Saloon that drove LDS Church crazy is dead

Strip club closes and leaves Arrow Press empty for investors

The Salt Lake Tribune/February 5, 2007
By Heather May

The LDS Church may have lost a court battle in its fight against a strip club opening a block from Temple Square. But, in the end, it got what it wanted: The Crazy Goat Saloon, formerly the Dead Goat, has closed.

And no other strip club can take its place anywhere downtown, thanks to recently enacted zoning rules.

Salt Lake City records show the club officially closed in early December, though it had been shuttered for several months because of a water leak.

"It's closed, and the Dead Goat has relinquished the [sexually oriented business] license," said Alan Sullivan, an attorney for the church. "So far as we're concerned, the case is over."

And the now-vacant building that housed the club at Arrow Press Square, 165 S. West Temple, could be sold by month's end.

Vasilios Priskos, owner of the brokerage firm Internet Properties, said he has the building under contract for Utah speculators who wish to remain unidentified for now.

The closure of the saloon "absolutely helped with the sale of Arrow Press," Priskos said.

Other potential buyers had balked over owning a building with a strip club. Priskos said his buyers liked that the building would be empty.

"It was a dead space that still had a lease on it," he said. "It was better to have a vacant building than to have one tenant."

Priskos said the future owners have no immediate plans for the square's two buildings: The Glass Factory Building and Hotel Albert. They date to the early 1900s, and a brochure from the 1970s shows the square once was a bustling center, with restaurants, jewelers, clothing shops and hair salons.

The property is prime real estate, sitting across the street from the Salt Palace and next to the Crossroads Plaza mall, which will be demolished and converted by the LDS Church into City Creek Center, an estimated $1 billion mixed-use project with new retail and housing.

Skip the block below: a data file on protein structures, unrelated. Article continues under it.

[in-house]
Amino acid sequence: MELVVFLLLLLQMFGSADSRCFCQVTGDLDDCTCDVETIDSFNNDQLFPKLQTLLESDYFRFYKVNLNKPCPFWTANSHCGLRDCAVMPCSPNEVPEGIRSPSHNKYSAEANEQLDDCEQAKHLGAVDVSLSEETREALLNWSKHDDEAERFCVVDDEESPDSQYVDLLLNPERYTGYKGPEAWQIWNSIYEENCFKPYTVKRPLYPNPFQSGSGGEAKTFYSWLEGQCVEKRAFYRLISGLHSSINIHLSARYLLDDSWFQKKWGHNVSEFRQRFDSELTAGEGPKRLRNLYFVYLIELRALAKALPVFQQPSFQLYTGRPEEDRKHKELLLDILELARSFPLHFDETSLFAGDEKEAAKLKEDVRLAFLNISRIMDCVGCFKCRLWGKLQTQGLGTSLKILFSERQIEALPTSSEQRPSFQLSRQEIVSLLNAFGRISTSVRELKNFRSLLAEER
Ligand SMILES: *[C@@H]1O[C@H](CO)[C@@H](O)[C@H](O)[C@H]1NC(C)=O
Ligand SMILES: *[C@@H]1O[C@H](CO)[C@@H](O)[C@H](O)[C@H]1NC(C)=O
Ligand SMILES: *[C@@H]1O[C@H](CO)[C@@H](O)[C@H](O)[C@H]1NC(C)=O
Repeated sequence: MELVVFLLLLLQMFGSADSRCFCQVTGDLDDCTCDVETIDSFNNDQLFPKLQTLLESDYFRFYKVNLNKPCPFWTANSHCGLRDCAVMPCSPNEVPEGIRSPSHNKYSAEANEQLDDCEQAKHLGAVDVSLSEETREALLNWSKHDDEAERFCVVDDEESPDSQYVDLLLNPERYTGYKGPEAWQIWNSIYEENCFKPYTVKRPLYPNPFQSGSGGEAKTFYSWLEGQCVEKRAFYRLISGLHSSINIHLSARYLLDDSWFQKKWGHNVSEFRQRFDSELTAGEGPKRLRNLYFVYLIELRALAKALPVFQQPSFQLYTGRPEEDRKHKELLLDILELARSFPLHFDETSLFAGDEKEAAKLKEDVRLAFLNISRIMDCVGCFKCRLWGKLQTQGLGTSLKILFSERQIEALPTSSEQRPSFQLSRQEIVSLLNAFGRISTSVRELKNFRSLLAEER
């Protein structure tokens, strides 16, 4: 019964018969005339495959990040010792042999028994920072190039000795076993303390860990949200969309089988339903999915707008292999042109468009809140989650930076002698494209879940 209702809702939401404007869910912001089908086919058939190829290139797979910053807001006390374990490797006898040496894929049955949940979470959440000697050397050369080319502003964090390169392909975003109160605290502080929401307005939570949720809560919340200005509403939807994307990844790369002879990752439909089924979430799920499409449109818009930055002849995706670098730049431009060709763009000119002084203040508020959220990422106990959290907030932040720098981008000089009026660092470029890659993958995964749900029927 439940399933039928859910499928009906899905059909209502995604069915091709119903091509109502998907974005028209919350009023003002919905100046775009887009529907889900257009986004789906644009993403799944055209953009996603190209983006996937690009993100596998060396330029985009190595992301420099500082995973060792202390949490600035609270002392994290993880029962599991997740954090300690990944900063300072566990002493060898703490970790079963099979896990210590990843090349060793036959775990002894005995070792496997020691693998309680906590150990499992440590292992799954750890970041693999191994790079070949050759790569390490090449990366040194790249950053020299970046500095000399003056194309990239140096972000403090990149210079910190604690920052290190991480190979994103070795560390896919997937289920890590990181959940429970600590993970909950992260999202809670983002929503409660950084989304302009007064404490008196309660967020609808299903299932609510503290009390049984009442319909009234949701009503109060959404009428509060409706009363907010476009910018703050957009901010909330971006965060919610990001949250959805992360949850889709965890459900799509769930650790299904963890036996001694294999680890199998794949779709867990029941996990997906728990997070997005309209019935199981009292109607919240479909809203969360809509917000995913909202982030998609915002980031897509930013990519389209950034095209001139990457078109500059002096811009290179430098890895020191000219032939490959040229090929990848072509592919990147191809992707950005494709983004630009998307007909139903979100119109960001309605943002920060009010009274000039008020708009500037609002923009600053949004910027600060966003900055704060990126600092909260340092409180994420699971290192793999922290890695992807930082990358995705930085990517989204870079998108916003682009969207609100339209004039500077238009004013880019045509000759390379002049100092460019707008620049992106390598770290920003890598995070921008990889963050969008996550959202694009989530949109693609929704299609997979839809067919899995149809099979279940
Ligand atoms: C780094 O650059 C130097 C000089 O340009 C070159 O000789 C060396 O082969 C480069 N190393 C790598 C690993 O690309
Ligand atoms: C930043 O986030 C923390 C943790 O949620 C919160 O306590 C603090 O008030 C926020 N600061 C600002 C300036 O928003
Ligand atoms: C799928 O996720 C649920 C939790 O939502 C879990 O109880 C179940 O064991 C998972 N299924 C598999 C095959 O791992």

Arrow Press also sits on a block at the center of discussions for a downtown arts district, which would include a Broadway-size theater. Capitol Theatre is nearby and could be renovated and expanded to include a studio for Ballet West.

"The buyers are very interested in the cultural-block development," Priskos said. "They're also very interested in preservation. They're also investors. It's a speculative purchase."

The square easily could be demolished because it is not protected through the city's historic register.

The LDS Church started fighting the Crazy Goat in 2003 after club owner Daniel Darger - who could not be reached for this story - received city permission to turn his saloon into a semi-nude dance club. The church sued the city, arguing the club posed a nuisance and would interfere with its plans for the Crossroads Plaza and neighboring ZCMI Center blocks.

The city eventually regretted its decision to OK the dancers, though it won the court case.

In 2004, the City Council banished future sexually oriented businesses from downtown to west-side industrial zones.

City Councilman Eric Jergensen was a ban backer.

"I don't think it speaks well of the diversity of the city to have a strip club downtown," he said. "When we have people come into our city from all over the world, I think we can put a better face on our downtown than that."

The church appealed to the Utah Supreme Court, but now the case is moot.

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